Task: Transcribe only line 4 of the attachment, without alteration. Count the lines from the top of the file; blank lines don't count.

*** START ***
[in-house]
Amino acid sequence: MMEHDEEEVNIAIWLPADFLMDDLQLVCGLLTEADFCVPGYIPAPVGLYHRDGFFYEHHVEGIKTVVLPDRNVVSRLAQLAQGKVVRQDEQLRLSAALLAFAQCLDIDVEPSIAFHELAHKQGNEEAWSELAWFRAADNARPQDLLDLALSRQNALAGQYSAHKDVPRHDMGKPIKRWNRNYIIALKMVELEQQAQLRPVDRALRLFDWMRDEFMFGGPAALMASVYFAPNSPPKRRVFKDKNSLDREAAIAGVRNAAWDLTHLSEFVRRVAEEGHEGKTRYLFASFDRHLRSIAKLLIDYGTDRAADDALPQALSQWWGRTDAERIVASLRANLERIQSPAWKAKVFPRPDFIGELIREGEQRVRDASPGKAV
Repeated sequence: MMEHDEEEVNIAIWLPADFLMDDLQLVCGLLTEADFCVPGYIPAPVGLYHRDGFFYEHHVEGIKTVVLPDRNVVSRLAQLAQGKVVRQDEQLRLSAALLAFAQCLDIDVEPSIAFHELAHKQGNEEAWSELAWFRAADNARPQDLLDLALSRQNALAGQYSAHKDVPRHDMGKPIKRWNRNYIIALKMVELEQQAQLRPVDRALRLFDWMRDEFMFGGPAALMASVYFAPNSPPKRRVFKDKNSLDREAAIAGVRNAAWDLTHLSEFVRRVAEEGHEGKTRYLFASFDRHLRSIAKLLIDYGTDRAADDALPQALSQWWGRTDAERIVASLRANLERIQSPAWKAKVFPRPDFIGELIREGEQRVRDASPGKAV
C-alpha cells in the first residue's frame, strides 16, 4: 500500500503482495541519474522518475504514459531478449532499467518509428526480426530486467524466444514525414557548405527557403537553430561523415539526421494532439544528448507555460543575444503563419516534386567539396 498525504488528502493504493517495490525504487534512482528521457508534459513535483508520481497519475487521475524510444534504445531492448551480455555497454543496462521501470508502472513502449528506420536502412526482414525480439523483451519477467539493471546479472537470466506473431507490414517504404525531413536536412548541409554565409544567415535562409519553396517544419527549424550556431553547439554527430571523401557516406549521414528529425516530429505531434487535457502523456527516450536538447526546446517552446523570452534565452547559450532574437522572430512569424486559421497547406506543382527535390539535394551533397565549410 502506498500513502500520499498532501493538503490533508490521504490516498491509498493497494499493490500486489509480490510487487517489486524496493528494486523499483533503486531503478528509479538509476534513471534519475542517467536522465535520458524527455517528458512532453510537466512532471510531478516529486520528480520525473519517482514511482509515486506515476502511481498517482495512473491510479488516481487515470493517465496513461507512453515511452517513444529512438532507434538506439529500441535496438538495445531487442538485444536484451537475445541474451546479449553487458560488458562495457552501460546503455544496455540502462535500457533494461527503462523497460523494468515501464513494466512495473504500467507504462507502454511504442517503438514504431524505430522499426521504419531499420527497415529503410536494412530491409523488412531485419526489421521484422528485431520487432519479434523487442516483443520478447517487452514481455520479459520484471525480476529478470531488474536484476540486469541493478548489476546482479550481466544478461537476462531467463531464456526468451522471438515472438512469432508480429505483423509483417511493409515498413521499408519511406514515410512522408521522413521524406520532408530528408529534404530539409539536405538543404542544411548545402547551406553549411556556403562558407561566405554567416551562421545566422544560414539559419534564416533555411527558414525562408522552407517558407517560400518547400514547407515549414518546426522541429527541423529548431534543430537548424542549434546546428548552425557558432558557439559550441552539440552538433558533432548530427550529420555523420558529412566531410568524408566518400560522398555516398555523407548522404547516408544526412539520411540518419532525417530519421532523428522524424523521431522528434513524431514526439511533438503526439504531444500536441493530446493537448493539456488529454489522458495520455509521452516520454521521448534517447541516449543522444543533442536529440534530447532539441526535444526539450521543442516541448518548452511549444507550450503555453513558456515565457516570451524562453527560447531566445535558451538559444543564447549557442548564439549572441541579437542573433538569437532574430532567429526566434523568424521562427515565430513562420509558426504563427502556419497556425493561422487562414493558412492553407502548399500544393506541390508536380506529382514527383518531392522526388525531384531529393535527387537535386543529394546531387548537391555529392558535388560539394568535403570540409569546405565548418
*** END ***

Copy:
C-alpha cells in the first residue's frame, strides 16, 4: 500500500503482495541519474522518475504514459531478449532499467518509428526480426530486467524466444514525414557548405527557403537553430561523415539526421494532439544528448507555460543575444503563419516534386567539396 498525504488528502493504493517495490525504487534512482528521457508534459513535483508520481497519475487521475524510444534504445531492448551480455555497454543496462521501470508502472513502449528506420536502412526482414525480439523483451519477467539493471546479472537470466506473431507490414517504404525531413536536412548541409554565409544567415535562409519553396517544419527549424550556431553547439554527430571523401557516406549521414528529425516530429505531434487535457502523456527516450536538447526546446517552446523570452534565452547559450532574437522572430512569424486559421497547406506543382527535390539535394551533397565549410 502506498500513502500520499498532501493538503490533508490521504490516498491509498493497494499493490500486489509480490510487487517489486524496493528494486523499483533503486531503478528509479538509476534513471534519475542517467536522465535520458524527455517528458512532453510537466512532471510531478516529486520528480520525473519517482514511482509515486506515476502511481498517482495512473491510479488516481487515470493517465496513461507512453515511452517513444529512438532507434538506439529500441535496438538495445531487442538485444536484451537475445541474451546479449553487458560488458562495457552501460546503455544496455540502462535500457533494461527503462523497460523494468515501464513494466512495473504500467507504462507502454511504442517503438514504431524505430522499426521504419531499420527497415529503410536494412530491409523488412531485419526489421521484422528485431520487432519479434523487442516483443520478447517487452514481455520479459520484471525480476529478470531488474536484476540486469541493478548489476546482479550481466544478461537476462531467463531464456526468451522471438515472438512469432508480429505483423509483417511493409515498413521499408519511406514515410512522408521522413521524406520532408530528408529534404530539409539536405538543404542544411548545402547551406553549411556556403562558407561566405554567416551562421545566422544560414539559419534564416533555411527558414525562408522552407517558407517560400518547400514547407515549414518546426522541429527541423529548431534543430537548424542549434546546428548552425557558432558557439559550441552539440552538433558533432548530427550529420555523420558529412566531410568524408566518400560522398555516398555523407548522404547516408544526412539520411540518419532525417530519421532523428522524424523521431522528434513524431514526439511533438503526439504531444500536441493530446493537448493539456488529454489522458495520455509521452516520454521521448534517447541516449543522444543533442536529440534530447532539441526535444526539450521543442516541448518548452511549444507550450503555453513558456515565457516570451524562453527560447531566445535558451538559444543564447549557442548564439549572441541579437542573433538569437532574430532567429526566434523568424521562427515565430513562420509558426504563427502556419497556425493561422487562414493558412492553407502548399500544393506541390508536380506529382514527383518531392522526388525531384531529393535527387537535386543529394546531387548537391555529392558535388560539394568535403570540409569546405565548418